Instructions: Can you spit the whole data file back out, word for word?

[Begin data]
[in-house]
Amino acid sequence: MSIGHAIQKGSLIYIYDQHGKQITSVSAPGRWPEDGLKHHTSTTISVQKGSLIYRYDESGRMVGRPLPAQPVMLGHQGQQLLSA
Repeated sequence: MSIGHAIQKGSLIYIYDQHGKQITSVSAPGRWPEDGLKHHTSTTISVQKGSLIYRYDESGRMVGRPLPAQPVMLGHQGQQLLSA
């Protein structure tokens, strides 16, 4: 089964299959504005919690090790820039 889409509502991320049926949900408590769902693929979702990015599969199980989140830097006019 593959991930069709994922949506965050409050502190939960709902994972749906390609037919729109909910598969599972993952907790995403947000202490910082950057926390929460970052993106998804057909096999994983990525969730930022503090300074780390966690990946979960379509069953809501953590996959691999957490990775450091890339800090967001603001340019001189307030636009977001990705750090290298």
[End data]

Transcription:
[in-house]
Amino acid sequence: MSIGHAIQKGSLIYIYDQHGKQITSVSAPGRWPEDGLKHHTSTTISVQKGSLIYRYDESGRMVGRPLPAQPVMLGHQGQQLLSA
Repeated sequence: MSIGHAIQKGSLIYIYDQHGKQITSVSAPGRWPEDGLKHHTSTTISVQKGSLIYRYDESGRMVGRPLPAQPVMLGHQGQQLLSA
């Protein structure tokens, strides 16, 4: 089964299959504005919690090790820039 889409509502991320049926949900408590769902693929979702990015599969199980989140830097006019 593959991930069709994922949506965050409050502190939960709902994972749906390609037919729109909910598969599972993952907790995403947000202490910082950057926390929460970052993106998804057909096999994983990525969730930022503090300074780390966690990946979960379509069953809501953590996959691999957490990775450091890339800090967001603001340019001189307030636009977001990705750090290298």